Neighborhood Research

Environmental Changes and Health Outcomes across 25 Years: Four US Cities (R01- HL114091). National Institutes of Health, National Heart Lung and Blood Institute. Principal Investigator: Penny Gordon-Larsen. 09/01/2011-6/30/2015.

Obesity and Metabolic Risk Disparities: Underlying Food Environment Factors (1R01-HL104580). National Institutes of Health, National Heart, Lung, and Blood Institute. Principal Investigator: Penny Gordon-Larsen. 8/02/2010-6/30/2015.

The objective of this research was to investigate how social and economic factors influence diet and activity behaviors, which then influence weight and cardiometabolic risk. Each of these two projects focused on elements of this complex relationship. Both projects used data from the Coronary Artery Risk Development in Young Adults (CARDIA) study, which follows a cohort of 18-30 year olds over 25 years. Our team used Geographic Information Systems (GIS) technology to create time-varying variables related to recreation, eating and food shopping facilities, crime, sociodemographics, and built environment factors that we merged to the CARDIA dataset. These exciting data allowed us to measure and understand how factors in the neighborhood environment influence diet, activity, obesity, weight, and chronic disease risk.

The Obesity and Metabolic Risk Disparities project focused on economic factors related to diet and diet-related diseases. In this project we focused heavily on health disparities and one of the major goals of the project was to identify modifiable environmental factors that could be used to increase health and reduce disparities between white and black adults in the US.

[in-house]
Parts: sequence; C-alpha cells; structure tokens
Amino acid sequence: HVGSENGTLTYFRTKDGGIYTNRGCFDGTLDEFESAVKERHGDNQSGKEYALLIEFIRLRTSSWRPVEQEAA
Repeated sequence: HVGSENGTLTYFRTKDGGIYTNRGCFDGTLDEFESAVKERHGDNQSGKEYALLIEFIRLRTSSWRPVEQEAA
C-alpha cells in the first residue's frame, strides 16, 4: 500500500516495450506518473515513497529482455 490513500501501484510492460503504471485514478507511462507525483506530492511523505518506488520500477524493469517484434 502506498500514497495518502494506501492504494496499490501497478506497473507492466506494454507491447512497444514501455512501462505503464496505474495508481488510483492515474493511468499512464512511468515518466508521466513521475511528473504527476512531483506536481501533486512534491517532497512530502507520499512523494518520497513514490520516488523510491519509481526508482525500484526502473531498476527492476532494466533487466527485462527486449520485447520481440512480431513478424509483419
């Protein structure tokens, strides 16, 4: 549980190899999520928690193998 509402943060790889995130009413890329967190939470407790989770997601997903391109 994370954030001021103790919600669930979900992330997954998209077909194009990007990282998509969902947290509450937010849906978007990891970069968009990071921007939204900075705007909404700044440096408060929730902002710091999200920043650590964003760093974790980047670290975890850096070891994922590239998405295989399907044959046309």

The Four Cities project focused on unique methods to generate retrospective and contemporary data on the timing and placement of introductions, renovations, and closures of: 1) food resources (e.g., restaurants, food shopping); 2) recreation facilities (e.g., trails, parks); and 3) transportation infrastructure (e.g., light rail, bike parking, bike paths) in the four CARDIA baseline cities: Birmingham, Chicago, Minneapolis, and Oakland over a 25-d ar period. A key element of this project was the use of sophisticated statistical models to account for the placement of food and activity facilities according to demand and selective migration to take advantage of such resources.

Our team was comprised of a well-established team of researchers who have worked together for the past 15 years: Dr. Barry Popkin, the Carla Smith Chamblee Distinguished Professor of Global Nutrition and Dr. David Guilkey, the Cary C. Boshamer Professor, Economics. In addition, we worked with Dr. Daniel Rodriguez and Dr. Yan Song, both Professors in the Department of City and Regional Planning.

In addition, we worked closely with our CARDIA collaborators, Dr. David R. Jacobs of the University of Minnesota, Dr. Steve Sidney of Kaiser Permanente, Dr. Kiang Liu of Northwestern University, Dr. Cora E. Lewis of the University of Alabama, Dr. Catarina Kiefe of the University Massachusetts, and Dr. Ana Diez-Roux of the University of Michigan. Visit the CARDIA website to learn more about the study at